Even the most price-conscious value investors have to marvel when a company or product posts double-digit growth from one quarter to the next. Alexion Pharmaceuticals' (Nasdaq: ALXN) only marketed drug, Soliris, sure seems to be fitting that bill.

Soliris was approved last year in the U.S. to treat a rare blood disorder that affects less than 10,000 people in North America and Europe. It's now in testing to treat much more prevalent indications as well. With less than five full quarters on the market, Soliris' sales growth can only be compared sequentially; on this basis, sales rose 34% from Q4 2007 to Q1 2008. Thanks to the strong sales uptake, Alexion boosted full-year 2008 guidance for Soliris sales by $10 million to $15 million, for a total between $215 million and $225 million.

Alexion also reported a positive non-GAAP earnings surprise of $0.04 a share, though it hasn't yet released its cash flow statement for the quarter. Non-GAAP profits are pretty meaningless if they aren't eventually accompanied by positive cash flow, so Alexion gets no points from me here yet.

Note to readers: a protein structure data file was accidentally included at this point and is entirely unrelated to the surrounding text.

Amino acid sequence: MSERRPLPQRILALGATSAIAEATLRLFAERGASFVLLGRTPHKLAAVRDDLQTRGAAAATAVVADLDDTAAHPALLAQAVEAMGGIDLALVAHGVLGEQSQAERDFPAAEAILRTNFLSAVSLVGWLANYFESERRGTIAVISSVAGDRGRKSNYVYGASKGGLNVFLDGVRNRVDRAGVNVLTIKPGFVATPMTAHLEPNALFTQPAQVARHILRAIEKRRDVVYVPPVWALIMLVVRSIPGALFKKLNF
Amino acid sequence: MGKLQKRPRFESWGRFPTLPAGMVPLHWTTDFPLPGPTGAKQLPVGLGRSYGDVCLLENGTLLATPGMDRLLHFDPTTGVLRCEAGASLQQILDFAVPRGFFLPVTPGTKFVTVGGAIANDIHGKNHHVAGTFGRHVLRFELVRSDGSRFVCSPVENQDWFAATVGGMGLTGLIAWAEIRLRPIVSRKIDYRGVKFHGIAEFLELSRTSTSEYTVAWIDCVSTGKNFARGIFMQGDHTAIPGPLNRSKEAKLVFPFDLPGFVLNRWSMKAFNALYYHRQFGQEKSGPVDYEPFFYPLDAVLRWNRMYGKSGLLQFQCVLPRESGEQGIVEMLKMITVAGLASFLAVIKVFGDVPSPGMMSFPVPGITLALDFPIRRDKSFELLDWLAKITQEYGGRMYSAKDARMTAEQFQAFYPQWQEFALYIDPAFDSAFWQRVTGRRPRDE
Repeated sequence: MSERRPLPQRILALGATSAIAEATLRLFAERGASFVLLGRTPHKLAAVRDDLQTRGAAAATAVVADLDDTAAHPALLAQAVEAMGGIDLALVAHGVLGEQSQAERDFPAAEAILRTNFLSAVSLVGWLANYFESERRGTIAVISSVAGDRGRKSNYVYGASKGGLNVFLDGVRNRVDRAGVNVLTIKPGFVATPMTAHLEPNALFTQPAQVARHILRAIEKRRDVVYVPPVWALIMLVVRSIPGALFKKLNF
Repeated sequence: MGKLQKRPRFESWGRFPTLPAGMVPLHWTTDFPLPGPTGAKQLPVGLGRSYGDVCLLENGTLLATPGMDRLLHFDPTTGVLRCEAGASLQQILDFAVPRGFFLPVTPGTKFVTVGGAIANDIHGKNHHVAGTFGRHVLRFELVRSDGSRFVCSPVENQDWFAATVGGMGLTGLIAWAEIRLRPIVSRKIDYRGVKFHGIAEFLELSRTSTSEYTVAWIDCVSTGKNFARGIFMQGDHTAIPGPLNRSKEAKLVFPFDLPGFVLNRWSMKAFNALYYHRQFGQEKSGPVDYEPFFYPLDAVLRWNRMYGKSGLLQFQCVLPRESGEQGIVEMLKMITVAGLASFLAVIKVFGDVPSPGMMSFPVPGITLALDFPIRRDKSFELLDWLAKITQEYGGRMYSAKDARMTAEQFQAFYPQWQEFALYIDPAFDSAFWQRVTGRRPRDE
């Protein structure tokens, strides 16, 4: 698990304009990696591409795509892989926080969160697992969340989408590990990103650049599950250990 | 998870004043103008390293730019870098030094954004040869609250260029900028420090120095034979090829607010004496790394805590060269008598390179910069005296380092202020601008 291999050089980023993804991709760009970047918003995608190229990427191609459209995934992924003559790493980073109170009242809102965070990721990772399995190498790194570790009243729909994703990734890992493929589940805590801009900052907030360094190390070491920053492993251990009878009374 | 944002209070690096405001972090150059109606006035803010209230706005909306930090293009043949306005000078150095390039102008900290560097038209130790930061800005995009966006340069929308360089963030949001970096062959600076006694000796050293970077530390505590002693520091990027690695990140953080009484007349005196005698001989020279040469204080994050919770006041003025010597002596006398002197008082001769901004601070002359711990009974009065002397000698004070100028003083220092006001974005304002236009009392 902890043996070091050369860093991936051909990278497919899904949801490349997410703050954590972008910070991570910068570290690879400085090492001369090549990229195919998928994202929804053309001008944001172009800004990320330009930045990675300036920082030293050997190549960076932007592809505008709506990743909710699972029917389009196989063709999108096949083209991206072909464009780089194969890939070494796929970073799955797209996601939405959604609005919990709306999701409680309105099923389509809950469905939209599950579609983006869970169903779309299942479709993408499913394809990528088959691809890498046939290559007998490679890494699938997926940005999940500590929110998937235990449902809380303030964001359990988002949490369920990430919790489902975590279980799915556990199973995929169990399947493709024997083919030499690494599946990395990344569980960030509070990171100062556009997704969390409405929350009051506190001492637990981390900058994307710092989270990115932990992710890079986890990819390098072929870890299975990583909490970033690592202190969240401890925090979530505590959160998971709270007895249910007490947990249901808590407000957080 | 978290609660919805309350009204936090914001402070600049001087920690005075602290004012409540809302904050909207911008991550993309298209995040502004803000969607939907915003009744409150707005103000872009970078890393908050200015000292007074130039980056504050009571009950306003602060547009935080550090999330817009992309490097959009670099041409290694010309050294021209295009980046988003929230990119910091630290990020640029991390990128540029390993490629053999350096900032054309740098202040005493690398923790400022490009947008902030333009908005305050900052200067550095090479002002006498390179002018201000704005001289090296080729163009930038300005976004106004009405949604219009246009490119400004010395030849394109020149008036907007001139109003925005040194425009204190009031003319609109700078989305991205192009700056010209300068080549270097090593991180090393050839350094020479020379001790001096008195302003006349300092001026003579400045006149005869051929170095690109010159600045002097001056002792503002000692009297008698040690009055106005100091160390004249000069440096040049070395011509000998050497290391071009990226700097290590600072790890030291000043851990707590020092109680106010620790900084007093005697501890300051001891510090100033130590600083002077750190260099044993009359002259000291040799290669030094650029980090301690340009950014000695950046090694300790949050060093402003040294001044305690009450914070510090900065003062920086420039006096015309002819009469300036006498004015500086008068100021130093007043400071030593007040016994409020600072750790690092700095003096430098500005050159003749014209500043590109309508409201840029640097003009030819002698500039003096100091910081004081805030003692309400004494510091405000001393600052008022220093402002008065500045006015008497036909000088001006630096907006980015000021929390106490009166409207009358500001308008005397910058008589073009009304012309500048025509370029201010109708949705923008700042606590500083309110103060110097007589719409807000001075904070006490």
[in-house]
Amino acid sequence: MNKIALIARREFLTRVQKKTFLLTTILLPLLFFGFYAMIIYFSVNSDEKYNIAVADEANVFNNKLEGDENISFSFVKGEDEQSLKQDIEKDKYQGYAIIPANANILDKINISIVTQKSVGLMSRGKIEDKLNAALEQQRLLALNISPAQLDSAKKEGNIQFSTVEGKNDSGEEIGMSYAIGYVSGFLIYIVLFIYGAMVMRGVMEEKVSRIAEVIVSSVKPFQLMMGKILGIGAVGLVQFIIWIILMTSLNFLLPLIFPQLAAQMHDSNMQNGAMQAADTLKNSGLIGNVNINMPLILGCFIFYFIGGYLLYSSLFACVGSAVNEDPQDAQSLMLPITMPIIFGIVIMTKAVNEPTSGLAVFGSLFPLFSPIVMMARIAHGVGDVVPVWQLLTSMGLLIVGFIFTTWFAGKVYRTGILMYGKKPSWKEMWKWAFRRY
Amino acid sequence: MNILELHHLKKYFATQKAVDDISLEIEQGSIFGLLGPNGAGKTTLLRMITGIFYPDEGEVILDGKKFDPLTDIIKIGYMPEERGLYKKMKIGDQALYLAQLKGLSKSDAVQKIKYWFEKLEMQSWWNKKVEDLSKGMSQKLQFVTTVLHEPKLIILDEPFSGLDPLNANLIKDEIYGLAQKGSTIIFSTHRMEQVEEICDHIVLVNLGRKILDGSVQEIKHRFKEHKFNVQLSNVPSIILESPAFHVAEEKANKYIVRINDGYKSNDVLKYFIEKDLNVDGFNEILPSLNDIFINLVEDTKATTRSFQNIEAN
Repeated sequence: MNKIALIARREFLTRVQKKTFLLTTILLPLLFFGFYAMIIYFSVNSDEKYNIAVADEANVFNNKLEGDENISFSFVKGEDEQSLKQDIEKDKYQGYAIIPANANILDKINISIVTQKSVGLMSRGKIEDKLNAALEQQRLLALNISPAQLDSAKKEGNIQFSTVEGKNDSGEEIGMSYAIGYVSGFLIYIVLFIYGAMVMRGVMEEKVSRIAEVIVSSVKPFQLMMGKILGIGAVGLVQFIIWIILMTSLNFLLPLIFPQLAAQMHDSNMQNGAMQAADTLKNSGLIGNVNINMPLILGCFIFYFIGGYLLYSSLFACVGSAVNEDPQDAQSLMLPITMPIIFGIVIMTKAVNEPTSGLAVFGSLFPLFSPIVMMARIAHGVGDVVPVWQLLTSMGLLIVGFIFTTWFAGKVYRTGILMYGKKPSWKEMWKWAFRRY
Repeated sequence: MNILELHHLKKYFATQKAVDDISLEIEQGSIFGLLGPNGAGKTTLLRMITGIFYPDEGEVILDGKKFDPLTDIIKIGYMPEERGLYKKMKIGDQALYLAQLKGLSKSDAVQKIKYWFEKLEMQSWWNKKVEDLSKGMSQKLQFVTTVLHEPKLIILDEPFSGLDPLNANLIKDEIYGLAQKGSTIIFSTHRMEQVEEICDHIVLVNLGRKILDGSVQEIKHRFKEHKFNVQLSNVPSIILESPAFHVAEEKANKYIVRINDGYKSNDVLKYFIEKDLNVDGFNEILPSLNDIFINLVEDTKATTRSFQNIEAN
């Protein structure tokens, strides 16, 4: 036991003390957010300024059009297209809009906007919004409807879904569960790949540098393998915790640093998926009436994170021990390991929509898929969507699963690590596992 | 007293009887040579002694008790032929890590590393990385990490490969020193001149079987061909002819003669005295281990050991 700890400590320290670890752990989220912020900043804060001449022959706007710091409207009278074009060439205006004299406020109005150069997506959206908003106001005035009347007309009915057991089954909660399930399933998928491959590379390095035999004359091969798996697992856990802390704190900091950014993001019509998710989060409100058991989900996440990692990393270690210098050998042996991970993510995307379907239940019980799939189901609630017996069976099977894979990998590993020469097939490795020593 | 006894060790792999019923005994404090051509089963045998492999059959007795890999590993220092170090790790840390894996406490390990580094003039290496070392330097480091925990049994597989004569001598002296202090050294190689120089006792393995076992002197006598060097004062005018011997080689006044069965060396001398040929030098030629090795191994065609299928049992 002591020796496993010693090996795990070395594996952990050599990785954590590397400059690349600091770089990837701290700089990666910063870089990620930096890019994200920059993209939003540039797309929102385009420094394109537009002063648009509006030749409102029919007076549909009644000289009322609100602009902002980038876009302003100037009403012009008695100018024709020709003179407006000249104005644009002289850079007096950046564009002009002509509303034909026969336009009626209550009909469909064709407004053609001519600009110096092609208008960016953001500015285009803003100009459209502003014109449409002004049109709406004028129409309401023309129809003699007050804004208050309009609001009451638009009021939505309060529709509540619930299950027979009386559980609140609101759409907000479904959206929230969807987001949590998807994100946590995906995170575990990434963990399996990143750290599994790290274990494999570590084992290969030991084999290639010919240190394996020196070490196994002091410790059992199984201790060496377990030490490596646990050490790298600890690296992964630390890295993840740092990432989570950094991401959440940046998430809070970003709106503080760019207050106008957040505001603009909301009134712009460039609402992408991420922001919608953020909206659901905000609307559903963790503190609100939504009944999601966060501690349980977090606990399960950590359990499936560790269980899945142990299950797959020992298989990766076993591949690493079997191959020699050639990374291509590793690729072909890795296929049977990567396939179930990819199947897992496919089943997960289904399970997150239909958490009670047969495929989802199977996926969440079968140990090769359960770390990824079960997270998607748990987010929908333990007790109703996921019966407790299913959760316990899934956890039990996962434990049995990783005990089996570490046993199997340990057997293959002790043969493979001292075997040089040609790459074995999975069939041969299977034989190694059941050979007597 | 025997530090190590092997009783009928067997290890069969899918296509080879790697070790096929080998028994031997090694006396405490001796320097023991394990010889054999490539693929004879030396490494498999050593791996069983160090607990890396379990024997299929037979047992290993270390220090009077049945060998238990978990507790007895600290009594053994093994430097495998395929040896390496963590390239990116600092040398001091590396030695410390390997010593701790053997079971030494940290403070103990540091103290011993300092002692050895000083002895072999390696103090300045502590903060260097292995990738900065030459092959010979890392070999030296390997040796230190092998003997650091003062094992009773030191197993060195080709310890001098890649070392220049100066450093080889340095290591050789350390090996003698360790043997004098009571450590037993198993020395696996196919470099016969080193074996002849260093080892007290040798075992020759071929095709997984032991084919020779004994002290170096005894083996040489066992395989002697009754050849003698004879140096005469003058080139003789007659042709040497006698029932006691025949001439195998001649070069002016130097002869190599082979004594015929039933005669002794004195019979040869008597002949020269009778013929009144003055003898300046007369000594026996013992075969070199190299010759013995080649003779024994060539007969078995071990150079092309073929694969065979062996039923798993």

New-to-market drugs like Soliris are always exciting to follow, because analysts' (and drugmakers') estimates for their early sales growth tend to be less than accurate. This uncertainty can leave drug stocks significantly mispriced, for better or worse. Witness Alpharma (NYSE: ALO), the most interesting such case in the past couple of weeks, with Progenics Pharmaceuticals (Nasdaq: PGNX) likely next on the list. As for Soliris, its initial sales seem better than expected, but let's see what the future holds.